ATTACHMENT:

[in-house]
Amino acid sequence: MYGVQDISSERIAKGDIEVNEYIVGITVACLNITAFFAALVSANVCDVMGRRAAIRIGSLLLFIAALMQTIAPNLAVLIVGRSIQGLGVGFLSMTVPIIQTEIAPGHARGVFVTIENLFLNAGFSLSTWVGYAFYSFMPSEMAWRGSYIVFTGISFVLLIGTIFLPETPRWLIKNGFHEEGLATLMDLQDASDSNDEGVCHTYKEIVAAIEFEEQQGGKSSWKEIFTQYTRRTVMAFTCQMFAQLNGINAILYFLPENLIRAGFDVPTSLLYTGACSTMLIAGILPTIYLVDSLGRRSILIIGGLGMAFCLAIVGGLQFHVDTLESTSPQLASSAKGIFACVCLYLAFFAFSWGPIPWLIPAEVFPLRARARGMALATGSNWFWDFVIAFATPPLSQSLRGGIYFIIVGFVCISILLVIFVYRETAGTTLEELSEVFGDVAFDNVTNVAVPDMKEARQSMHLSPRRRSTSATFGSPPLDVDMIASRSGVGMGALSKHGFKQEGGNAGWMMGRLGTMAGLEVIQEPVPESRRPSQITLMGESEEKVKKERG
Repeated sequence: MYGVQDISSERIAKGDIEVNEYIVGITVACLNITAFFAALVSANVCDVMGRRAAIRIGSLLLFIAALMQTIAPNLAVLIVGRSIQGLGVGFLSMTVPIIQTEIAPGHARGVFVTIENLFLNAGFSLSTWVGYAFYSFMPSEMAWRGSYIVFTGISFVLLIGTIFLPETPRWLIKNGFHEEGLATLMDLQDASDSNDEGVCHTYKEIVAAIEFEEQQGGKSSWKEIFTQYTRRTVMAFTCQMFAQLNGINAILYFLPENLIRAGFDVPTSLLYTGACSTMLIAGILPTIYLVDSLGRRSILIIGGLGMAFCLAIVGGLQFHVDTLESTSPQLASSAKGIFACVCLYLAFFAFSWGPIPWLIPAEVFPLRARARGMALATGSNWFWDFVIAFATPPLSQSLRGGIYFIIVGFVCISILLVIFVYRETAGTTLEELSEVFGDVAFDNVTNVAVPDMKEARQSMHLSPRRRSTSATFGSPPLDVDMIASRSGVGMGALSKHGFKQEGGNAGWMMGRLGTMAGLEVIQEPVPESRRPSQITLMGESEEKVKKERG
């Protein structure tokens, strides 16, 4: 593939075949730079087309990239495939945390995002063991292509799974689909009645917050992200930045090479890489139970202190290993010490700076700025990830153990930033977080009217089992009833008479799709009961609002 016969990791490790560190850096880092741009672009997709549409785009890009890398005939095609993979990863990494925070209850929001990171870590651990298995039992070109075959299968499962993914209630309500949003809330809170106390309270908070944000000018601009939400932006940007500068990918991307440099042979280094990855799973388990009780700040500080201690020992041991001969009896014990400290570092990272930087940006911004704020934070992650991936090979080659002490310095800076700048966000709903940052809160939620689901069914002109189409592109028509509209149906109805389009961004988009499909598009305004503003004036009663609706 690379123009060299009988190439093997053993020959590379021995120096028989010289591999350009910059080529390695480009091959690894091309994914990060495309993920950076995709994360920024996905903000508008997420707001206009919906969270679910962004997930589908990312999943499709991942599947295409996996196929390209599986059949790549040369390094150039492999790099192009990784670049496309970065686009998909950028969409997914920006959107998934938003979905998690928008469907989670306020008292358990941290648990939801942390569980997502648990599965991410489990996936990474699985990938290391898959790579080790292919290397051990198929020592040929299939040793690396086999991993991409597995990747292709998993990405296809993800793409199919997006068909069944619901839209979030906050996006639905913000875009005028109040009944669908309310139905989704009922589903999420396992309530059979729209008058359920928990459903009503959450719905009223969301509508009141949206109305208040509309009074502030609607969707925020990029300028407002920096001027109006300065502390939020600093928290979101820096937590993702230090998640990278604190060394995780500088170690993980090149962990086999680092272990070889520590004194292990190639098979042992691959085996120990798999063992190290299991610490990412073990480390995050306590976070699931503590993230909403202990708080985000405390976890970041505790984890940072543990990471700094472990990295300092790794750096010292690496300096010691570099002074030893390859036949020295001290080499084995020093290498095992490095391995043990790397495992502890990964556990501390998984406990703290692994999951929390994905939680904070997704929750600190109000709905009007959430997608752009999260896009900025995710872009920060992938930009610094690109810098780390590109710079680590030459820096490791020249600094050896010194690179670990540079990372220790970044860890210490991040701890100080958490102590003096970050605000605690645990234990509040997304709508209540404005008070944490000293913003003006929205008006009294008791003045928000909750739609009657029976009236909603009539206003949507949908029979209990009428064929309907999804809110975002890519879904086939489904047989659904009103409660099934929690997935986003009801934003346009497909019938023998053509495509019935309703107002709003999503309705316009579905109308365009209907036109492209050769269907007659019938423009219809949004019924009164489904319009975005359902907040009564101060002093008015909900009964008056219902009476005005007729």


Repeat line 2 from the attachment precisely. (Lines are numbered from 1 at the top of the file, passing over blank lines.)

Amino acid sequence: MYGVQDISSERIAKGDIEVNEYIVGITVACLNITAFFAALVSANVCDVMGRRAAIRIGSLLLFIAALMQTIAPNLAVLIVGRSIQGLGVGFLSMTVPIIQTEIAPGHARGVFVTIENLFLNAGFSLSTWVGYAFYSFMPSEMAWRGSYIVFTGISFVLLIGTIFLPETPRWLIKNGFHEEGLATLMDLQDASDSNDEGVCHTYKEIVAAIEFEEQQGGKSSWKEIFTQYTRRTVMAFTCQMFAQLNGINAILYFLPENLIRAGFDVPTSLLYTGACSTMLIAGILPTIYLVDSLGRRSILIIGGLGMAFCLAIVGGLQFHVDTLESTSPQLASSAKGIFACVCLYLAFFAFSWGPIPWLIPAEVFPLRARARGMALATGSNWFWDFVIAFATPPLSQSLRGGIYFIIVGFVCISILLVIFVYRETAGTTLEELSEVFGDVAFDNVTNVAVPDMKEARQSMHLSPRRRSTSATFGSPPLDVDMIASRSGVGMGALSKHGFKQEGGNAGWMMGRLGTMAGLEVIQEPVPESRRPSQITLMGESEEKVKKERG